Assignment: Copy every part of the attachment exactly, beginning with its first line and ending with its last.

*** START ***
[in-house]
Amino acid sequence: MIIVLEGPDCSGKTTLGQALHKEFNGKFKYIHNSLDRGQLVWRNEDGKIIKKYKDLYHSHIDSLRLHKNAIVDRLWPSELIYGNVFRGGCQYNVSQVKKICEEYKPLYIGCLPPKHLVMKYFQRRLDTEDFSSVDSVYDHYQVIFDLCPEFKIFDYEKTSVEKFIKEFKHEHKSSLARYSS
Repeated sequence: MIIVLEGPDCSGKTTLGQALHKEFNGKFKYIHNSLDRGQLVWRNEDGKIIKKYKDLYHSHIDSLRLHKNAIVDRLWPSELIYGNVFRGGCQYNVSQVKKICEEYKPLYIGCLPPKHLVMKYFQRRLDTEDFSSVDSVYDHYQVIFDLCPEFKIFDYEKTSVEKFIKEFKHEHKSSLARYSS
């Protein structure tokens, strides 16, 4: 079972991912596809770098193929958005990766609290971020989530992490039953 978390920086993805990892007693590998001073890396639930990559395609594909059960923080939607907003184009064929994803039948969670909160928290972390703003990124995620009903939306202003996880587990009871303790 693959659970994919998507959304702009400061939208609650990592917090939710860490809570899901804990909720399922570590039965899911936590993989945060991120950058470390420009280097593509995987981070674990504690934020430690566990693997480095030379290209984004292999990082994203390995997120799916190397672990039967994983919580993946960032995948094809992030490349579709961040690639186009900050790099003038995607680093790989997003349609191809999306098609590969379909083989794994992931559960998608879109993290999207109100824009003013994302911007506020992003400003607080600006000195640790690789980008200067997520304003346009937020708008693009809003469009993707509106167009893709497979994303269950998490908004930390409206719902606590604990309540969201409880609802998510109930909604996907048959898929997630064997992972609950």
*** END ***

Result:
[in-house]
Amino acid sequence: MIIVLEGPDCSGKTTLGQALHKEFNGKFKYIHNSLDRGQLVWRNEDGKIIKKYKDLYHSHIDSLRLHKNAIVDRLWPSELIYGNVFRGGCQYNVSQVKKICEEYKPLYIGCLPPKHLVMKYFQRRLDTEDFSSVDSVYDHYQVIFDLCPEFKIFDYEKTSVEKFIKEFKHEHKSSLARYSS
Repeated sequence: MIIVLEGPDCSGKTTLGQALHKEFNGKFKYIHNSLDRGQLVWRNEDGKIIKKYKDLYHSHIDSLRLHKNAIVDRLWPSELIYGNVFRGGCQYNVSQVKKICEEYKPLYIGCLPPKHLVMKYFQRRLDTEDFSSVDSVYDHYQVIFDLCPEFKIFDYEKTSVEKFIKEFKHEHKSSLARYSS
């Protein structure tokens, strides 16, 4: 079972991912596809770098193929958005990766609290971020989530992490039953 978390920086993805990892007693590998001073890396639930990559395609594909059960923080939607907003184009064929994803039948969670909160928290972390703003990124995620009903939306202003996880587990009871303790 693959659970994919998507959304702009400061939208609650990592917090939710860490809570899901804990909720399922570590039965899911936590993989945060991120950058470390420009280097593509995987981070674990504690934020430690566990693997480095030379290209984004292999990082994203390995997120799916190397672990039967994983919580993946960032995948094809992030490349579709961040690639186009900050790099003038995607680093790989997003349609191809999306098609590969379909083989794994992931559960998608879109993290999207109100824009003013994302911007506020992003400003607080600006000195640790690789980008200067997520304003346009937020708008693009809003469009993707509106167009893709497979994303269950998490908004930390409206719902606590604990309540969201409880609802998510109930909604996907048959898929997630064997992972609950």